A carbon monoxide detector detects the presence of CO in its immediate environment. Since carbon monoxide is colorless, odorless, and tasteless, it becomes challenging for humans to determine its presence.
A CO detector will alert you when the gas spreads in your room to unsafe levels. But sometimes, the device can stay on after an alarm alert and make too much noise.
The detector could also malfunction and fail to detect the gas. When that happens, the best thing to do is to reset it.
You can reset a carbon monoxide detector after a power outage, replacing batteries, or false alarm. Note that before you decide that an alarm is false and the detector needs resetting, try to find out if there are indeed high carbon monoxide levels in your house.
If there are traces, identify the gas source, remove it, and ventilate the area. Alternatively, avoid rushing to reset the carbon monoxide detector, rather go outside to get some fresh air.
When to reset a carbon monoxide detector?
You can reset your carbon monoxide detector when any of the following things happen:
- The batteries have fully charged from a very low or no charge.
- The batteries have dropped below a specific threshold.
- The alarm goes off after detecting CO levels.
- After testing the alarm to ensure it is working well.
- Internal defects.
Some CO detectors have a limited lifespan. When the devices reach their end of the cycle, they will beep or chirp continuously, forcing you to reset them all the time or replace them.
How to reset a carbon monoxide detector
Carbon monoxide detectors come in different types and have varying features. That means the reset process is not the same.
To get your carbon monoxide detector to stop beeping:
- Connect the device to a power source or insert new batteries.
- If the unit had detected CO gas, wait for it to dissipate or move the device to an area without the carbon monoxide.
- Locate a reset button on the device.
- Push and hold the button for at least ten seconds.
- Release the button to complete the reset.
If the reset is successful, the device will beep or illuminate the LED to suggest it is working well.
How to reset a First Alert carbon monoxide detector
If you own a First Alert CO detector, here’s a guide to reset it. Before you start, note that the detector has two buttons with an LCD display. One button has a label called Peak level and the other is labeled Test. But if you are using a ceiling-mounted device, it will have one button.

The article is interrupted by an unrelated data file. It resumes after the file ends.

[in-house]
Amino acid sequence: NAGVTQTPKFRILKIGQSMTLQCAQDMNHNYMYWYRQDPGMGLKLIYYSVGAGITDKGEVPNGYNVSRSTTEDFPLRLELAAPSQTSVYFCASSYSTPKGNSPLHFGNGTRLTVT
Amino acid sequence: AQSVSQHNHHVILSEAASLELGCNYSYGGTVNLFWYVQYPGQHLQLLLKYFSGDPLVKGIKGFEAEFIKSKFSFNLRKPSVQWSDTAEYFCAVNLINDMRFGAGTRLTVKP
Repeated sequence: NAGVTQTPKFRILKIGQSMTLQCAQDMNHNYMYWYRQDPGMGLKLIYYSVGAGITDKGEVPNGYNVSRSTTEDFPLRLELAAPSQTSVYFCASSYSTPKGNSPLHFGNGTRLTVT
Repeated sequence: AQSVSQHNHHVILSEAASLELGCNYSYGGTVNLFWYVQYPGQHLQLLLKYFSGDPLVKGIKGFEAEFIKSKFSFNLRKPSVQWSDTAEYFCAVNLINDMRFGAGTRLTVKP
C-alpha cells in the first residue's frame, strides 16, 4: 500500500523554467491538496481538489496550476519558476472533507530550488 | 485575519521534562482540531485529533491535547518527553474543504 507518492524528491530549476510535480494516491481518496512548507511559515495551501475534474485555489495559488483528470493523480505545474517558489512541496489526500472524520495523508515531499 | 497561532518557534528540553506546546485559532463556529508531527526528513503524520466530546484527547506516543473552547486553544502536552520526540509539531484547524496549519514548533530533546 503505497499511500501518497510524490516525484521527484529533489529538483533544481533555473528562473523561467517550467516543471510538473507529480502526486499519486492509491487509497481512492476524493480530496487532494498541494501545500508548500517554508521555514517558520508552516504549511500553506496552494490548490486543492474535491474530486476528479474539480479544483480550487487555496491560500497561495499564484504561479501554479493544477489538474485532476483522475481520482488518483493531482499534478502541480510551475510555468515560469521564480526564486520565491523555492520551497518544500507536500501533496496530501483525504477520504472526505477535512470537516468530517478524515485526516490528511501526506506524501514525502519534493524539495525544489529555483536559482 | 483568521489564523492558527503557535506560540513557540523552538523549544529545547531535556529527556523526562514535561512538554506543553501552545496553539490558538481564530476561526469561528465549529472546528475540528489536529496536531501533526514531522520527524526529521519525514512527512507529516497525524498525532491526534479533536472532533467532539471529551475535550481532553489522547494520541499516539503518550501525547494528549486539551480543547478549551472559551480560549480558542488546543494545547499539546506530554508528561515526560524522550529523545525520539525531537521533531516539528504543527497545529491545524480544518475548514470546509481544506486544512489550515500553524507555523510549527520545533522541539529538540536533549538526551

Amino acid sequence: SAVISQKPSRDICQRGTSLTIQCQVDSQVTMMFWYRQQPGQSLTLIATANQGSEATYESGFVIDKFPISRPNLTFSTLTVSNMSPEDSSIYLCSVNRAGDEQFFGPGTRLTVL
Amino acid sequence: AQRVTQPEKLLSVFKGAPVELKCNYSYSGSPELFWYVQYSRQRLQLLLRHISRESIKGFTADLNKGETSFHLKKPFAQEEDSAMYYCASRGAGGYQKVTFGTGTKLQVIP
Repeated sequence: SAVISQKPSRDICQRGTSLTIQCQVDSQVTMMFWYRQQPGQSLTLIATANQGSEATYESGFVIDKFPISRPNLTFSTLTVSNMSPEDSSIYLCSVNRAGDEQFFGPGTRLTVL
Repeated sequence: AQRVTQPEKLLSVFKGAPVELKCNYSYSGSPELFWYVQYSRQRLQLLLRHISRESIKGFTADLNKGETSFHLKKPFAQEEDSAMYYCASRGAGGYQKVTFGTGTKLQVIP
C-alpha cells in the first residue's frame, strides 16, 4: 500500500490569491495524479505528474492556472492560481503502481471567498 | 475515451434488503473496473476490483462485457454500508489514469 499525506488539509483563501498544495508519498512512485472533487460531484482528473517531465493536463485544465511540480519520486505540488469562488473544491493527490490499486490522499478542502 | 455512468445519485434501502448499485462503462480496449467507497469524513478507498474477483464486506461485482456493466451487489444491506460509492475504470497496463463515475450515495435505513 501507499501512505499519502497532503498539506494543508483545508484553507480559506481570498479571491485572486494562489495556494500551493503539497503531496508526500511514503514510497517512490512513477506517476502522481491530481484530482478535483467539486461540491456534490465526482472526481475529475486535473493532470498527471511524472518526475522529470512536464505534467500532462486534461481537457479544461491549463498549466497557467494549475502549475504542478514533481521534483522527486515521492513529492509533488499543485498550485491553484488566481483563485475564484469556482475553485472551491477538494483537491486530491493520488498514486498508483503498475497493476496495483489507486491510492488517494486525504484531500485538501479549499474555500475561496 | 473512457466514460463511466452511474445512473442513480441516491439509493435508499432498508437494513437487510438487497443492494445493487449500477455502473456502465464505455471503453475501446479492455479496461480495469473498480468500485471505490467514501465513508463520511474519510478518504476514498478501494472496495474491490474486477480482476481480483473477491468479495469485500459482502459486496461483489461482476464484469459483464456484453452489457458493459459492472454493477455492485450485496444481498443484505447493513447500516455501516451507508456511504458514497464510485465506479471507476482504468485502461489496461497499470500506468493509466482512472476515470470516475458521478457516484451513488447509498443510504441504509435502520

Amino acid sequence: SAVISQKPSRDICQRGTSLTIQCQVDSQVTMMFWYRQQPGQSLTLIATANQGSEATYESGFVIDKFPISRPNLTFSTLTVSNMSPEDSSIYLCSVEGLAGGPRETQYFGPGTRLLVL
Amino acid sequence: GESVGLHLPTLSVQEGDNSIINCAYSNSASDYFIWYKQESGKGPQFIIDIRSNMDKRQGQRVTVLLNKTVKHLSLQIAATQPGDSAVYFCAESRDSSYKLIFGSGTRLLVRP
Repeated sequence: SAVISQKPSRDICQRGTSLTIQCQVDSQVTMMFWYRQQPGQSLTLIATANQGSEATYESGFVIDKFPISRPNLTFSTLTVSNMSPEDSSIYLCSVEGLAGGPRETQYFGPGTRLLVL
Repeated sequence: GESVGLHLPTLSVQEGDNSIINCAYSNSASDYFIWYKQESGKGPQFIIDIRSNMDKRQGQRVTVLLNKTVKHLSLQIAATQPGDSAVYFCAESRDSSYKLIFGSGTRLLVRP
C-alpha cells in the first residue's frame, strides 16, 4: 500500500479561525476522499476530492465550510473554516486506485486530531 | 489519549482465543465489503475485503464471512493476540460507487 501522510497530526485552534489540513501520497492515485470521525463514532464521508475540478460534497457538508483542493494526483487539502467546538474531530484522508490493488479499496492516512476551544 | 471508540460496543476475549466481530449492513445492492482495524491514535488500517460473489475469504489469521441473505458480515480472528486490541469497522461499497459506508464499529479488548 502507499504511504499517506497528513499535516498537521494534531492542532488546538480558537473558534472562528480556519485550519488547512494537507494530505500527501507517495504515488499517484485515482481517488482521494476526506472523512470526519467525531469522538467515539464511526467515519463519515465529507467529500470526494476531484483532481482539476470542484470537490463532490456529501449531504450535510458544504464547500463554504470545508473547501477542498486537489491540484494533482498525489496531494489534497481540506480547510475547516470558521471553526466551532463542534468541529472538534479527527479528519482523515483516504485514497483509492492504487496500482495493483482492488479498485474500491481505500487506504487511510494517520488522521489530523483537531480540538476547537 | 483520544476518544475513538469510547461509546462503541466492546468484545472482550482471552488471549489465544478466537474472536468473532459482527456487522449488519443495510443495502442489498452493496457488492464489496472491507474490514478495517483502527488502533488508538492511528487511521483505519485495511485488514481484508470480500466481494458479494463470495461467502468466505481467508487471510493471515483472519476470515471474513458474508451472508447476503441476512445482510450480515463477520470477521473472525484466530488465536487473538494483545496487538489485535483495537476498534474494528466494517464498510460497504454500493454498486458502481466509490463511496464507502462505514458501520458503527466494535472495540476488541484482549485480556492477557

- Press and hold the buttons labeled peak level and text simultaneously for a First Alert detector with LCD.
- Keep holding the buttons until it beeps.
- The LCD will show the numbers 000.
Once the unit displays 000, it has reset and is ready to use.
If you are using a ceiling-mounted First Alert carbon monoxide detector:
- Press the button labeled test/reset for at least ten seconds.
- Hold the button until you hear a beep to signal it has finished resetting.
You can also use the above procedures to reset the carbon monoxide detector after changing the battery.
If the alarm in your CO detector goes off frequently, it does not mean the device has malfunctioned. It could mean it has detected high levels of toxic gas. Therefore, go outside and ventilate your room.
Why green light stays on a First Alert carbon monoxide detector
When your home experiences a power outage, surge, brownout, or an issue with the power, your First Alert plug-in CO detector alarm will go through a power cycle.
It will keep flashing and remain constant for around five minutes. Once done, the green light stays on a carbon monoxide detector for a continuous period.
But when you see the detector flashing red light, it means the device is receiving enough battery power. If the red light does not flash, change the batteries in the alarm system.
To reset a carbon monoxide detector, check the type of device and model number before you apply the correct procedure. We’ve provided the normal process and a guide for resetting the First Alert CO detector. You should also place the CO detector in recommended areas to avoid false alarms.